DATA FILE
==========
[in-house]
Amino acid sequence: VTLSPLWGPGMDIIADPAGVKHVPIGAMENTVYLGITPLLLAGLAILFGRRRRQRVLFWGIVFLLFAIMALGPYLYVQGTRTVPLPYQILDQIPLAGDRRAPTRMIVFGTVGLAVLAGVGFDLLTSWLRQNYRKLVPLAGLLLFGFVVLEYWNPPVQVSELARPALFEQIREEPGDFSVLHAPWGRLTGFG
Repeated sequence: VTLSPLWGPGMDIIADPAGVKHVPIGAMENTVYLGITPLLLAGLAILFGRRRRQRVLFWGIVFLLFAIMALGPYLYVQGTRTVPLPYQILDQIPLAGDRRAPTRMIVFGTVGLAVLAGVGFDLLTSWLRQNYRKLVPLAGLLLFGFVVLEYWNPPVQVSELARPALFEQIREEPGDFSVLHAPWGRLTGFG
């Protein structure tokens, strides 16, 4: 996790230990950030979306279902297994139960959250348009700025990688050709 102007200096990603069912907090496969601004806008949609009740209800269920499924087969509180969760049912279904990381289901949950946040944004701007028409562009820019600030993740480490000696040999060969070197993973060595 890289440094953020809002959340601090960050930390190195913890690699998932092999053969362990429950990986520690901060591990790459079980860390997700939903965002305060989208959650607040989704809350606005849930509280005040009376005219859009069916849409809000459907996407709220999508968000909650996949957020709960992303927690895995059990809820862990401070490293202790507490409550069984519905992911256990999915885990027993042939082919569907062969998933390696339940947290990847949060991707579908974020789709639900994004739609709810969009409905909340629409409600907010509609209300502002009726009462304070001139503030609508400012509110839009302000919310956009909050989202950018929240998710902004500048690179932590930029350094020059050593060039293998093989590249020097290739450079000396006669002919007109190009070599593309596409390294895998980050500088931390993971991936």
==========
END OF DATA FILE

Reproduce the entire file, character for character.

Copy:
[in-house]
Amino acid sequence: VTLSPLWGPGMDIIADPAGVKHVPIGAMENTVYLGITPLLLAGLAILFGRRRRQRVLFWGIVFLLFAIMALGPYLYVQGTRTVPLPYQILDQIPLAGDRRAPTRMIVFGTVGLAVLAGVGFDLLTSWLRQNYRKLVPLAGLLLFGFVVLEYWNPPVQVSELARPALFEQIREEPGDFSVLHAPWGRLTGFG
Repeated sequence: VTLSPLWGPGMDIIADPAGVKHVPIGAMENTVYLGITPLLLAGLAILFGRRRRQRVLFWGIVFLLFAIMALGPYLYVQGTRTVPLPYQILDQIPLAGDRRAPTRMIVFGTVGLAVLAGVGFDLLTSWLRQNYRKLVPLAGLLLFGFVVLEYWNPPVQVSELARPALFEQIREEPGDFSVLHAPWGRLTGFG
């Protein structure tokens, strides 16, 4: 996790230990950030979306279902297994139960959250348009700025990688050709 102007200096990603069912907090496969601004806008949609009740209800269920499924087969509180969760049912279904990381289901949950946040944004701007028409562009820019600030993740480490000696040999060969070197993973060595 890289440094953020809002959340601090960050930390190195913890690699998932092999053969362990429950990986520690901060591990790459079980860390997700939903965002305060989208959650607040989704809350606005849930509280005040009376005219859009069916849409809000459907996407709220999508968000909650996949957020709960992303927690895995059990809820862990401070490293202790507490409550069984519905992911256990999915885990027993042939082919569907062969998933390696339940947290990847949060991707579908974020789709639900994004739609709810969009409905909340629409409600907010509609209300502002009726009462304070001139503030609508400012509110839009302000919310956009909050989202950018929240998710902004500048690179932590930029350094020059050593060039293998093989590249020097290739450079000396006669002919007109190009070599593309596409390294895998980050500088931390993971991936």